When the idea of a Trump state visit first emerged in 2017, I was in the throws of an MBA module on “Creative Decision Making”. The idea seemed to come out of the blue, without the prior knowledge of the Queen herself. I used the opportunity to critically look at how the Queen (and her team) might consider her options and what action if any to take. Two years later, it is game on, the assignment was marked and so I thought it would be interesting to come back to the essay, to understand how close critical analysis and creative decision-making processes match up t the impending reality. Here is the essay in full, with a post mortem added in italics at the end.

Table of Contents

Introduction

The Baseline and Approach

A Rational Binary Decision?

Bounded Awareness

Reducing Bias

Complex Decision Factors

Non-Zero Sum Decision

Post Mortem (Not part of the original essay)

References

Web References

Introduction

{Written in the present tense at the time… 2017}

In January, Prime Minister May went to Washington and signalled an early state visit of President Trump to the United Kingdom. Immediately, talk of a state visit created intense media and public interest, largely but not wholly hostile to the idea. Stripping all emotion from the subject would not be possible as “the people” will retain a collective emotion regardless of what happens next.

On the surface, the Queen and the Monarchy has no decision to make except to enact the orders of her Government. The Queen and the Monarchy does, however, have considerable options and resources open to them. Often subtle in nature, they have endured.

Should she listen to her heart? To the People or to a higher power?

The Baseline and Approach

The Queen represents an ancient and enduring approach to decision making at a macro level. Few would deny that the Monarchy in England remains part of British society, whether welcomed or not. Dr. Peters in “The Chimp Paradox” (2011) describes the core of one’s beliefs as the “Stone of Life”, within which underlying values are inscribed on all of us. When acting in her role as the Monarch, The Queen’s underlying values are recorded and public. She lives with a mantra of “Duty” as a prevailing guiding force. This duty is first to the Monarchy itself, then to the Government of the day and through them to her subjects through the Commonwealth. Her immediate family and personal opinions have always played second fiddle to the responsibilities of the Crown.

“I think I speak for my generation when I say that the example and continuity provided by The Queen is not only very rare among leaders but a great source of pride and reassurance”

This quote from the Duke of Cambridge from the official royal website may in truth NOT in fact speak for his generation, but it does speak to the underlying values of The Queen, to protect and continue the Windsor line and the Monarchy as a relevant institution, to lead through a sense of duty to the British Government, the British people and to the nations of the Commonwealth, rather than through more traditional concepts of leadership.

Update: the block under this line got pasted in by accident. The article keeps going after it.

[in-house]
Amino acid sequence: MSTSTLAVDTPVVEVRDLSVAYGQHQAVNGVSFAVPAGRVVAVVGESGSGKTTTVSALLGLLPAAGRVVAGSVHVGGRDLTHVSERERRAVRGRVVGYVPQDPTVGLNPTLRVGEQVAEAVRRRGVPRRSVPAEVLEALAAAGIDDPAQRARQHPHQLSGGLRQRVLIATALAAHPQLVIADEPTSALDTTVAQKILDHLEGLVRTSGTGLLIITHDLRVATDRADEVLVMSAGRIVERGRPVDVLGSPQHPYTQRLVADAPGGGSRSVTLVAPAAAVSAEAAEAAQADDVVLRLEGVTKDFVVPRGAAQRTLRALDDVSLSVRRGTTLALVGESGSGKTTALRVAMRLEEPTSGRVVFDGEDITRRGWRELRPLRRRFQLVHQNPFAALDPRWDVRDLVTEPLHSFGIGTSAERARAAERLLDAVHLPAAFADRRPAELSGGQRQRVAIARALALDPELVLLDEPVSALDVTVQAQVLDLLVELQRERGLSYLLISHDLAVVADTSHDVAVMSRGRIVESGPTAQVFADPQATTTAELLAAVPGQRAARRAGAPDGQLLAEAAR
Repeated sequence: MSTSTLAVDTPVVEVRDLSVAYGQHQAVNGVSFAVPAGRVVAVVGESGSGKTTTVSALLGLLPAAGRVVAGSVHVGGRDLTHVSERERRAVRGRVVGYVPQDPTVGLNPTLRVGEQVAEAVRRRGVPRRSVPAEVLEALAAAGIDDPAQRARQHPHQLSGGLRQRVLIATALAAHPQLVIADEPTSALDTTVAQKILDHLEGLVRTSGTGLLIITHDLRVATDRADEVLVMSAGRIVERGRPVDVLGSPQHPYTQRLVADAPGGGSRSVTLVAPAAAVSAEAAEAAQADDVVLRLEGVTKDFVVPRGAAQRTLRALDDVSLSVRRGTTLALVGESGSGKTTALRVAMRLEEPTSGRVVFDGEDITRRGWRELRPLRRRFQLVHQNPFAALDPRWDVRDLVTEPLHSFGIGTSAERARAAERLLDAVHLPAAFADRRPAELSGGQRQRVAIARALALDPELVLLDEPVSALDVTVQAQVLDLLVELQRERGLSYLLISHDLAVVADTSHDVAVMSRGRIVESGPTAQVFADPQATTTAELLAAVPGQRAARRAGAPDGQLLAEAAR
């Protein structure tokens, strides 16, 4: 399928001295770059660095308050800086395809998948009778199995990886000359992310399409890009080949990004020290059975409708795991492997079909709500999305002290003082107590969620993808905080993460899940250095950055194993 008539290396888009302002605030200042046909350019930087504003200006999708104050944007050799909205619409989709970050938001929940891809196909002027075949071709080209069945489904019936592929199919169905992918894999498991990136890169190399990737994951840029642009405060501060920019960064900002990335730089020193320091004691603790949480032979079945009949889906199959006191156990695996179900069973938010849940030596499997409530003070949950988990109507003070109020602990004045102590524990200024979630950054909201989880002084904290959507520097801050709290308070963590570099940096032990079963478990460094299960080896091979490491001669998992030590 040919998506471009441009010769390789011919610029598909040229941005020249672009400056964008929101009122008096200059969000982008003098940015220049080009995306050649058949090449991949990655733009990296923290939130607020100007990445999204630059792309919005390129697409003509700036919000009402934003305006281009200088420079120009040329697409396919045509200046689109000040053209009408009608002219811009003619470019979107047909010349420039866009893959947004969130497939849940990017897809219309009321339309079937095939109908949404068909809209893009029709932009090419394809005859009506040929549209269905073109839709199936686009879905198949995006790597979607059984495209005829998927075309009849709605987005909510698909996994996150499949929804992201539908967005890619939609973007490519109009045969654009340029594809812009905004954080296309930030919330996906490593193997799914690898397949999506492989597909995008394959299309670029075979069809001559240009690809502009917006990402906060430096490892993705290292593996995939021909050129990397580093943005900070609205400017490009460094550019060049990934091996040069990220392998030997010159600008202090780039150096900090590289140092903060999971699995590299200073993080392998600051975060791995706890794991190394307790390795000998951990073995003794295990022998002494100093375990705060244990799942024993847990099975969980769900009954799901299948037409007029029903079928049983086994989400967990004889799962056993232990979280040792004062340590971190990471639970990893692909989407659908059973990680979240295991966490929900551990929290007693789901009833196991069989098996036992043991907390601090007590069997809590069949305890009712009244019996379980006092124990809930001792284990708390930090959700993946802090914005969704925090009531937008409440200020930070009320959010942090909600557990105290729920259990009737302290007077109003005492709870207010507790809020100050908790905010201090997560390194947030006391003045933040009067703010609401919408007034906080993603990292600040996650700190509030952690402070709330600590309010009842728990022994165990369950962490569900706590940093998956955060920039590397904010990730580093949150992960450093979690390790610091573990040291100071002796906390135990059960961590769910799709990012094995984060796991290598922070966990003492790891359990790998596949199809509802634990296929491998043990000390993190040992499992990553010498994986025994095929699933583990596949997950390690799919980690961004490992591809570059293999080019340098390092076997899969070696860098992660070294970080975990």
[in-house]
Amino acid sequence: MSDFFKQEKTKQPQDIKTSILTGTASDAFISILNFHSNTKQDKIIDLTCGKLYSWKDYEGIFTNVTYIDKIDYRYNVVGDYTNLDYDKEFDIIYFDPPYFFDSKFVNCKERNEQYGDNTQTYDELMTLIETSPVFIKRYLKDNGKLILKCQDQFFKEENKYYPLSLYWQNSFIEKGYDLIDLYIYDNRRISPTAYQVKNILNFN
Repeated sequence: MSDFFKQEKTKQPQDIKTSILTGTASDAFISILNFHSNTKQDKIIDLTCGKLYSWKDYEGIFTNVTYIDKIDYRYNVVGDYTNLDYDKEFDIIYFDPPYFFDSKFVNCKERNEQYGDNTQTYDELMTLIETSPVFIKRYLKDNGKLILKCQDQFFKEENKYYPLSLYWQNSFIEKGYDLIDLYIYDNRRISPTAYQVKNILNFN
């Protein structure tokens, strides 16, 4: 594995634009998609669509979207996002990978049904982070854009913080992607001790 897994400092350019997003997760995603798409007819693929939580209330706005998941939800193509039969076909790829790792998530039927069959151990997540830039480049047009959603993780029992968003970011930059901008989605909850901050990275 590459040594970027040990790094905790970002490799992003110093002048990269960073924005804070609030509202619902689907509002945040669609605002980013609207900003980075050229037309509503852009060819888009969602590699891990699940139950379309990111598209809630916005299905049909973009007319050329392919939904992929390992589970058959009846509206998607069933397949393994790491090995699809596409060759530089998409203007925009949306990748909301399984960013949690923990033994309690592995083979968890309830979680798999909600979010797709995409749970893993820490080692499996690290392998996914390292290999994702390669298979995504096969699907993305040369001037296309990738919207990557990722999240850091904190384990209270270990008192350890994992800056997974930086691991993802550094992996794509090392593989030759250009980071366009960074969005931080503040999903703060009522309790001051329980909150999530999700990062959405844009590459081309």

With history, religion and ritual metaphorically in the blood of the royal family, they may rely heavily on Historical Decision-Making Butler, Bezant-Niblett & Caine (2011). and Notwithstanding the noted difference between the two interpretations of “history” here, the Royal Family has the ability to consider the past in more context than the majority of political institutions can. A historical approach to decision making might be appropriate for the Royal family. Nevertheless, whilst the Royal family can draw from these long view horizons (rather than short termism) when making decisions, this is more of a “seeing first” strategy rather than a historical strategy. In the literature of Mintzberg and Westley (2001), the approach towards making a decision could be: Thinking First; Seeing First or Doing First. Whilst in many cases, “doing first” is the fastest way to an optimum (or at least workable) solution, in this decision there is considerably more merit in a “thinking first” approach. The decision – once made – would be near impossible to revisit from within the royal household, although her Majesty’s Government might change the decision in any event, regardless of the decisions or actions of the Queen. This could be undesirable for the Monarchy who could lose some level of credence and authority if the Queen were to back an approach which ultimately had to be reversed. Monarchy, then, is often best served through a combination of “seeing first” and “thinking first” strategies.